How can ‘quick-fire’ research help us answer timely questions?

The EEF's Amy Ellis-Thompson unpicks the findings from new quick-fire research designed to test strategies to boost pupil engagement with tutoring sessions

The EEF's Amy Ellis-Thompson unpicks the findings from new quick-fire research designed to test strategies to boost pupil engagement with tutoring sessions

20 Jun 2022, 5:00

The Education Endowment Foundation (EEF) is probably best-known for commissioning independent evaluations of large-scale randomised controlled trials (RCTs). These are widely recognised as one of the best and least biased research methods for finding out what impact a specific programme or approach can have on attainment. Used in conjunction with information on implementation and cost, RCTs can give us powerful information about whether a programme is likely to work in a particular context.

One drawback is that large-scale RCTs take considerable time to deliver and evaluate. The typical EEF-funded RCT takes three to four years from commission to publication. Sometimes, we a quicker approach.

That’s why we commissioned a series of ‘nimble’ RCTs as part of the first year of delivering the national tutoring programme (NTP). These test elements of a programme instead of the whole thing. Within NTP, we identified the importance of pupil attendance at tutoring sessions and felt there were opportunities to rapidly learn more about how to improve pupil engagement.

The Behavioural Insights Team (BIT) developed and tested three different strategies to find out if ‘light-touch’ interventions could boost attendance at NTP tutoring sessions during the spring and summer terms of 2021. These interventions completed in less than 18 months and the findings, published this week, provide interesting and important insights for schools and tutoring organisations looking to engage pupils in tutoring interventions.

A small number of tuition partners took part in the trials of the three strategies, all of which were based on insights from behavioural science:

  • Engagement-boosting reminders, where behaviourally informed reminder messages were sent directly to pupils via email.
  • Prioritising tutoring relationships, where tutors completed a short web-based activity focused on relationship-building strategies that could be used with pupils and received reminders about the personal strategy they developed in the activity.
  • Snap surveys, where pupils and tutors answered quick-fire questions about their interests, hobbies and values to identify similarities that could help them build a positive relationship.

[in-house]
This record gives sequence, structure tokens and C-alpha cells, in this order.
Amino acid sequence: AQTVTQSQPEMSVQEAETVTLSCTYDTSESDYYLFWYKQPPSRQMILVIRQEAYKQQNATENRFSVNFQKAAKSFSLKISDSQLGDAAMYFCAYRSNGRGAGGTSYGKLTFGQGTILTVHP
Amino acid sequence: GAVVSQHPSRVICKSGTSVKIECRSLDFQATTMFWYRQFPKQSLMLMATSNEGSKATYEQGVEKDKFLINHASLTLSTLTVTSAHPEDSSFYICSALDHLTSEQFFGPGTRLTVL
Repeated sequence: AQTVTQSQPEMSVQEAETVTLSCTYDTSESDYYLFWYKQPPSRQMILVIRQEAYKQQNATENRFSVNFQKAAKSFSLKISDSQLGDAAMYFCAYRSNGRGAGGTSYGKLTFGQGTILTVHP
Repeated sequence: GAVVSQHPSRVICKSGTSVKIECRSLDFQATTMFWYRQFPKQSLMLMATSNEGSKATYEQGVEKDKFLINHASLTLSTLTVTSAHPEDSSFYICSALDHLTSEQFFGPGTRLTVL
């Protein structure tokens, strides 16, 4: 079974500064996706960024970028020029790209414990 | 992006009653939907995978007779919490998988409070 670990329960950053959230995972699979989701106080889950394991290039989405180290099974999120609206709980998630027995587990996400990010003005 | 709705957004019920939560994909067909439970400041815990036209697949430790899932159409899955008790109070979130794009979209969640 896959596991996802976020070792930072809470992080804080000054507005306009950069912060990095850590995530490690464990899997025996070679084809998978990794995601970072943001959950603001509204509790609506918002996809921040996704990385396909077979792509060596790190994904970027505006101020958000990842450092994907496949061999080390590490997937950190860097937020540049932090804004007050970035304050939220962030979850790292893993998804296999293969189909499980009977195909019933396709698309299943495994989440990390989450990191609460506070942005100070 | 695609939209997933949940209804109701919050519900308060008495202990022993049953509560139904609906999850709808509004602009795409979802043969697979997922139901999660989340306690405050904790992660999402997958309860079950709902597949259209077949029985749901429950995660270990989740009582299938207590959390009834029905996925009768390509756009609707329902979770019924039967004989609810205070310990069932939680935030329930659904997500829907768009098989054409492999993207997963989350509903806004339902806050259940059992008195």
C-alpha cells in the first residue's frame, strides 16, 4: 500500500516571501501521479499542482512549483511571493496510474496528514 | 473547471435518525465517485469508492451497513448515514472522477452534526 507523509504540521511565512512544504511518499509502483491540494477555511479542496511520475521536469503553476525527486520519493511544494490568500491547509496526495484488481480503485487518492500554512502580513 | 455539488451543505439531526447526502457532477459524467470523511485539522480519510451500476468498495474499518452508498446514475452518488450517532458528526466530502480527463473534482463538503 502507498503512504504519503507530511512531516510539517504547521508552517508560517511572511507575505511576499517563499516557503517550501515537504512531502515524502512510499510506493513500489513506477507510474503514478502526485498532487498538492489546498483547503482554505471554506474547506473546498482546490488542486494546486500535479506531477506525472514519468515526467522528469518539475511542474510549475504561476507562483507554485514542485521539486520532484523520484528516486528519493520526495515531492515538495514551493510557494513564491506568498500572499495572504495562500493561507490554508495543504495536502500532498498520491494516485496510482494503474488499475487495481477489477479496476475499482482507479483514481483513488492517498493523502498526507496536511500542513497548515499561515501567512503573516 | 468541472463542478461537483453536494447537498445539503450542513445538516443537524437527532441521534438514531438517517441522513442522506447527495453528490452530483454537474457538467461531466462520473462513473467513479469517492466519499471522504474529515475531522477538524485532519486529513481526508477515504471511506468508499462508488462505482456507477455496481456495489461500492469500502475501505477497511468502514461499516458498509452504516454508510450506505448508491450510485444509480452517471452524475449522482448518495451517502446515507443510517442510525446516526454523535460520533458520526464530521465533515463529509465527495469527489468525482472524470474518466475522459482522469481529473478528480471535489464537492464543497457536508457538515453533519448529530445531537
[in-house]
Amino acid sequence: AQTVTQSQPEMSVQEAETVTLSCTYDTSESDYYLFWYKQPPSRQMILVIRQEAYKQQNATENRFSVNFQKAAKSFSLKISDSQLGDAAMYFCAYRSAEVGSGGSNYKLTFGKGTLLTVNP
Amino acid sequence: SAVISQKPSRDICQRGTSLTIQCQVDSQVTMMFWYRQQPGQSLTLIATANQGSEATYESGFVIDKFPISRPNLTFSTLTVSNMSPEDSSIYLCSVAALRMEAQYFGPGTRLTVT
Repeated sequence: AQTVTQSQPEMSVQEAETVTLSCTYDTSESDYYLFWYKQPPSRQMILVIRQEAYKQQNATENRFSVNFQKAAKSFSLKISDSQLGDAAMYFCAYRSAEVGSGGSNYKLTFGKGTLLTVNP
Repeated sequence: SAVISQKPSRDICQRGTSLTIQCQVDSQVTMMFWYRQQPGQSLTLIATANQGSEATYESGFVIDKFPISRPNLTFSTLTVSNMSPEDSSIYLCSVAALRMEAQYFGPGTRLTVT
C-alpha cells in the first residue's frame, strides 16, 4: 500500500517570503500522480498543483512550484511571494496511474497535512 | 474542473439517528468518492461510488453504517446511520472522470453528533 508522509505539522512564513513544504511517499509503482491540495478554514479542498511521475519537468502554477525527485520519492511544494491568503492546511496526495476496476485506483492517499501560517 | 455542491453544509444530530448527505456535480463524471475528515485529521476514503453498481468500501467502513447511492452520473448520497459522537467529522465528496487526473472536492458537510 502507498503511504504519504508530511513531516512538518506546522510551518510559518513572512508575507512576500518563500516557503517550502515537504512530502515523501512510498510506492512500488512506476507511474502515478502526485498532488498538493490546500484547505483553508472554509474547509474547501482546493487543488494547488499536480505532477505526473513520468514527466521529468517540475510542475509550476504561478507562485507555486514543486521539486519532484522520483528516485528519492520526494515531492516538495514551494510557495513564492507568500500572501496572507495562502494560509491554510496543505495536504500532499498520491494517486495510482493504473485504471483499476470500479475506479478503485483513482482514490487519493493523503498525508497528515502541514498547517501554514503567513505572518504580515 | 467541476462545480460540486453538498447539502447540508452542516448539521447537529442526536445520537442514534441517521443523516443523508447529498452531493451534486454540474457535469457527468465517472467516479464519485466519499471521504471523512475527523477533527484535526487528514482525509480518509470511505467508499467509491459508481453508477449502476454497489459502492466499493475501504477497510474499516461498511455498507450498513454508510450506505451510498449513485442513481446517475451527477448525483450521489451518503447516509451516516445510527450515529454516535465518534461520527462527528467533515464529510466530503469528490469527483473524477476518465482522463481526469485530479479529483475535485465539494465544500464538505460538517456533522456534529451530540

The first two approaches performed no better or worse than the control groups, with whom tuition partners used ‘business-as-usual’ strategies to encourage attendance. However, the approach that aimed to leverage similarities between pupils and their tutors did improve attendance rates.

The findings provide important insights for schools and tutoring organisations 

Four of the 33 tuition partners took part in the ‘snap survey’ trial. Once they’d completed the surveys, tutors and pupils received instant feedback on their similarities. Tutors also received reminders of their similarities with their pupils for the next five weeks, including some suggested conversation prompts. Tutors then used teaching strategies that incorporated their pupils’ interests to help build a positive relationship.

Tutors were randomly assigned to either receive the snap survey or business-as-usual relationship-building activities. The evaluation found that pupils of tutors who received the survey had higher attendance rates than those of tutors in the control group. The same was also true for pupil premium pupils, among whom this activity also led to increased attendance.

Interviews with tutors conducted as part of the evaluation suggested that the intervention may have been particularly effective for tutors who had less experience. Tutors also reported that the survey contributed to the pupil-tutor relationship by stimulating conversation between pupils and tutors which can be difficult, particularly in an online environment. Some tutors perceived the activity to work particularly well for specific groups of pupils, for example, those with SEND, who may find it harder to engage with teachers and tutors or in unfamiliar contexts.

This is a significant finding, particularly as the trials were conducted during a period of widespread disruption to schools, including the school closures that spring term. The findings will allow for purposeful action and improvement to this valuable programme. Armed with this new knowledge, tutoring organisations will know to prioritise and capitalise on commonalities between tutors and their pupils to secure and sustain pupil engagement.

And by highlighting the value that different research methods can bring in helping us to answer meaningful questions about programme implementations quickly and robustly, these reports don’t just affect tutoring practice, but the very way we conduct research.

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